Internal candidates should always be a 1st choice. Worst case scenario — if it doesn’t work out, they can return to their old position. Best case — they work well and you can hire for their less senior (hopefully easier to fill) position.
4. Over-screening applicants
The days of over-screening candidates are long gone. The applicants you wouldn’t consider in the past, because they were over-qualified or under-qualified, may now be the only resumes you see.
Market conditions shift how we hire. If you’re still demanding the same skills and qualifications you required 5 years ago, your recruitment efforts are bound to fail.
The qualified worker of today may have less than the amount of experience you want. They may have none of the experience you want, but have something similar you can work with.
The newest role of recruiter is ‘outside the box thinker.’ You’re looking for applicants with talent — not exact experience. That customer care representative job seeker may have never sold insurance, but if they have a client service attitude, you can train.
The more applicants you screen out, the fewer options you have. The more you think outside the application check box, the more opportunities for you, and job seekers.
5. Dragging your feet and having a slow time-to-hire
Time-to-hire is a metric that cannot be ignored. Too long to respond to an application or resume may mean you’ve lost to the competition before you even set an meeting.
A lengthy interview process, with multiple hoops to jump through before the ‘committee’ discusses options, frequently means candidate drop-off.
Time-to-hire is not the same as time-to-recruit. It may take longer to start receiving resumes and applications, but once they begin (even if it’s only 1), the time-to-hire clock starts. If time-to-hire is causing candidate loss, review your process and find places you can speed up.
Contacting applicants more quickly may be a key first step. Consider mobile optimization for your recruitment. Letting job seekers apply via their smartphone and then texting them to set up an interview is faster than email or voice messaging.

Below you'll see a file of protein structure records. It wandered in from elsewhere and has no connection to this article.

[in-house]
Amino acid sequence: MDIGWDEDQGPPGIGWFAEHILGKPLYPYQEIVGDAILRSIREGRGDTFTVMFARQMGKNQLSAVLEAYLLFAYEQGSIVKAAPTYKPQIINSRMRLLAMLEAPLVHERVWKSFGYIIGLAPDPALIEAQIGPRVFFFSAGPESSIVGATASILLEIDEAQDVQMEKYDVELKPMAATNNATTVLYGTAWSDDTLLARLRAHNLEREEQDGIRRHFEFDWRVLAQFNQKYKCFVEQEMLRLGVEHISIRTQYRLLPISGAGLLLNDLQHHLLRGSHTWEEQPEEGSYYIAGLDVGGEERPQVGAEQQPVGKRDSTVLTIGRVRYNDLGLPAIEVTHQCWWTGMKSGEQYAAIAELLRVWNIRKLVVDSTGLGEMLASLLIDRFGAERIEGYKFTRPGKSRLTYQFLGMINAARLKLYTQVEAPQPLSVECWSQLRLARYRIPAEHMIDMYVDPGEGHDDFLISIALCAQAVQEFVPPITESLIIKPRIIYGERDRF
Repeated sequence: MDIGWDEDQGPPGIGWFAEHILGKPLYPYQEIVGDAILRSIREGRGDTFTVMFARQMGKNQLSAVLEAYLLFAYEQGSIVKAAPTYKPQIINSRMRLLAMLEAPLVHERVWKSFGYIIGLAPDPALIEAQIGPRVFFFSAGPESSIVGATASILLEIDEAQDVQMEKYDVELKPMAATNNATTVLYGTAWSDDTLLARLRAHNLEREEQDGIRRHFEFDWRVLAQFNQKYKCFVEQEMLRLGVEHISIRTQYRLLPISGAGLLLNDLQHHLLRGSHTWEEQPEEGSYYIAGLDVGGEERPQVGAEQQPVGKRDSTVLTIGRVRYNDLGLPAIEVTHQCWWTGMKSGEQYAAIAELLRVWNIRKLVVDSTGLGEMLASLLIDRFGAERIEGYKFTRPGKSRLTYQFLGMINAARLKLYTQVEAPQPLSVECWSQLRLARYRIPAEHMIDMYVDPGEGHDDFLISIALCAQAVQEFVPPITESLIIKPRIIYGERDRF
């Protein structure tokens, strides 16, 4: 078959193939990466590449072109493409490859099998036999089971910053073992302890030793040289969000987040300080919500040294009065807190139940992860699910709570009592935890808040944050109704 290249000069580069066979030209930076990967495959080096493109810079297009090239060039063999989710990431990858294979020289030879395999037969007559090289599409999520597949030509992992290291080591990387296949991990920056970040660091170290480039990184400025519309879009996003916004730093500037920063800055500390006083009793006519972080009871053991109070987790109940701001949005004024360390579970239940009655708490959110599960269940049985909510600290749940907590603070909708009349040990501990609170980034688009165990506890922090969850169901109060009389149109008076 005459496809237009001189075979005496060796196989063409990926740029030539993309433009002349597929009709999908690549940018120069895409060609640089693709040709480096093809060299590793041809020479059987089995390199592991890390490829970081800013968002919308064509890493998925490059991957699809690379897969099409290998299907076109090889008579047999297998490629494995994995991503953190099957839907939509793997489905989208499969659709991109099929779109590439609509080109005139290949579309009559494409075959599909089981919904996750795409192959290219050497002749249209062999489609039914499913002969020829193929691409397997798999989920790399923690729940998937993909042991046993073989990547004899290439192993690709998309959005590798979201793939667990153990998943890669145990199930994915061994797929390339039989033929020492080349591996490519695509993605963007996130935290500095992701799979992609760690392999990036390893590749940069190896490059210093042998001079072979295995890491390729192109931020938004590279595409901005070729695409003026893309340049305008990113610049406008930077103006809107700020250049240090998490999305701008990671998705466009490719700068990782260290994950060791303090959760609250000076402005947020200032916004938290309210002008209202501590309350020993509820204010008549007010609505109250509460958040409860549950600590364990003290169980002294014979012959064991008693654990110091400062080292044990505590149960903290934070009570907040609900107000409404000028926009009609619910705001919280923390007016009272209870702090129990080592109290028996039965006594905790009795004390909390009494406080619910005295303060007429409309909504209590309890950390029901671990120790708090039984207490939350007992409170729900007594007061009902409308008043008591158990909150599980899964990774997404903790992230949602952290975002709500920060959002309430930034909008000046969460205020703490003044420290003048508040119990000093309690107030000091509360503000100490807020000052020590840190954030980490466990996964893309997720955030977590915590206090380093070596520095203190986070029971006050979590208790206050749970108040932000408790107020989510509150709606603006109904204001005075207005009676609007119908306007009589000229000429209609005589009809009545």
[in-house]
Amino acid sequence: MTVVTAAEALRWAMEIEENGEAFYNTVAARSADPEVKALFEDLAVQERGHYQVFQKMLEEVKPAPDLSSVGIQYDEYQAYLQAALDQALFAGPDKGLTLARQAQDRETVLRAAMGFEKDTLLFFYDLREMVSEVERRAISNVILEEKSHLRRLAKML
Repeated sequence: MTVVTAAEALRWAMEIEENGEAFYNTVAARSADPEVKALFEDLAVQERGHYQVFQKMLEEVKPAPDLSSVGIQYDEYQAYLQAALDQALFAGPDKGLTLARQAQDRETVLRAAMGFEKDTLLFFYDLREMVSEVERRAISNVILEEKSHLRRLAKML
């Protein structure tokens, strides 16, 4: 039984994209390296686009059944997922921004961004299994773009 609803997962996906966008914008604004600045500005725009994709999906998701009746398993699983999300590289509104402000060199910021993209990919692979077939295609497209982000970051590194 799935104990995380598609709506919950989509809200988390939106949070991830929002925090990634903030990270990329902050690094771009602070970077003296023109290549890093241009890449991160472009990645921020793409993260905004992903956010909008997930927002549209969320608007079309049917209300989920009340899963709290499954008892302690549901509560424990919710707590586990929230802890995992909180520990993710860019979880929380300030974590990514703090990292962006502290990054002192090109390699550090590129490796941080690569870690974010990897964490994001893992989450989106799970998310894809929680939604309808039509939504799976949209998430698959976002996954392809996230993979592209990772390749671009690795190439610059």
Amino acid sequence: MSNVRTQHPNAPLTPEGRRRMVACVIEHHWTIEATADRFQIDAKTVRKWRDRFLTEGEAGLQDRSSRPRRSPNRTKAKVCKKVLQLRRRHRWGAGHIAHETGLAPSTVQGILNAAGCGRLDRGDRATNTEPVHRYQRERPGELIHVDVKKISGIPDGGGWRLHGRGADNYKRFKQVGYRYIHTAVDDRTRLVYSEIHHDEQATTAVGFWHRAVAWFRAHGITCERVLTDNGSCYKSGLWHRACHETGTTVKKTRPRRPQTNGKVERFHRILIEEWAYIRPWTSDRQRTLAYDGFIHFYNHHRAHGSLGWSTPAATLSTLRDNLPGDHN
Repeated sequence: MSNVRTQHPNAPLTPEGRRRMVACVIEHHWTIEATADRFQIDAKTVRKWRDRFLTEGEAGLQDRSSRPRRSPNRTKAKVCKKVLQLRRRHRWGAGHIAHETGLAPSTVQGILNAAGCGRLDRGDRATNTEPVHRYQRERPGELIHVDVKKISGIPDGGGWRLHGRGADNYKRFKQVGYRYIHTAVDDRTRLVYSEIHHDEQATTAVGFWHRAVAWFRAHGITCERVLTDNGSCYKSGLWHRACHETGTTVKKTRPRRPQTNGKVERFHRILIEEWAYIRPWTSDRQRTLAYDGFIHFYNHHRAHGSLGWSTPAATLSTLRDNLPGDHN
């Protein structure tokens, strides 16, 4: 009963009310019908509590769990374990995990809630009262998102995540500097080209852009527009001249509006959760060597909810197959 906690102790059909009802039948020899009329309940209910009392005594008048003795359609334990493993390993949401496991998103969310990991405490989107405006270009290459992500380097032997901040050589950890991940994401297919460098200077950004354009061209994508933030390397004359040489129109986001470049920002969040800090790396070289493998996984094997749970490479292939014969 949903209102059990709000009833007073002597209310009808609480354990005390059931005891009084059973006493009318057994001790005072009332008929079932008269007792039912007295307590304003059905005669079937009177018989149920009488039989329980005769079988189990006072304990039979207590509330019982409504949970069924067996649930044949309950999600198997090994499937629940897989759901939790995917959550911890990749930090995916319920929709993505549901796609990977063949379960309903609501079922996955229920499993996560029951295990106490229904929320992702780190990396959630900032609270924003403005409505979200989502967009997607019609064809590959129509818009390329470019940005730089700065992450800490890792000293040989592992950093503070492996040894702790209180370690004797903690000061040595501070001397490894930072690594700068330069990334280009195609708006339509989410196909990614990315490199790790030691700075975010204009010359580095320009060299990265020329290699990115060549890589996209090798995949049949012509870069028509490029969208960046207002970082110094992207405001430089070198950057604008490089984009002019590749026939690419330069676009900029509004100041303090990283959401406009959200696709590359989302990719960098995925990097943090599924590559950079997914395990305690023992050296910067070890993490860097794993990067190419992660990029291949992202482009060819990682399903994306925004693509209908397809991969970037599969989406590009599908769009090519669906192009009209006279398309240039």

Ninety percent of text messages are opened within 3 minutes, according to LinkedIn. That can speed up time-to-hire. If you can, add self-scheduling to your process for an even faster response time. The faster you interview, the faster you hire.
6. Not staying in touch with potential new hires
Another recruitment mistake that’s too common is not keeping the lines of communication open during the hire. Checking in with potential new hires throughout the process is key to keeping them engaged with your company and their prospective new role.
Set a communication plan at the first interview for everyone you’re interested in hiring. Then stick with it. If you tell them you’re going to be in touch within a week, mark your calendar to do so and follow through.
Some hires can be done on the spot. Others take longer. For these, regular check-ins let them know where you are in the decision process, what next steps will be, and when they can expect a decision.
Applicants are happy to wait for the answer, as long as there’s been an open line of communication during the process. You’ll also win points by letting them see you’re willing to show your methods and practices.
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7. Rushing to hire — a bad hire is worse than no hire
The opposite side of the coin can be another recruitment mistake, and that’s rushing to hire. A bad hire is a costly error. Not only have you wasted time and resources finding the candidate, you’ve wasted even more training them.
The good applicants you lost out on, by making a bad hire, add insult to injury. Nobody intends to make a bad hire, but rushing can leave you open to mistakes and omissions that you should have caught.
Don’t pass on reference checks in your rush to get people in seats: a quick phone call could easily verify the person isn’t who they claim to be.
Don’t ignore your instincts, either. If the applicant seems too perfect for the job, they may tailoring their responses to your questions, rather than answering honestly.
Finally, don’t settle. There’s enormous pressure on recruiters to hire — you likely get multiple phone calls per day with complaints and concerns. Remind your managers that a bad hire is worse than no hire at all.
Recruiters know they have to adapt with the times. Avoiding these recruitment mistakes can mean great, long-term hires no matter what the market throws your way.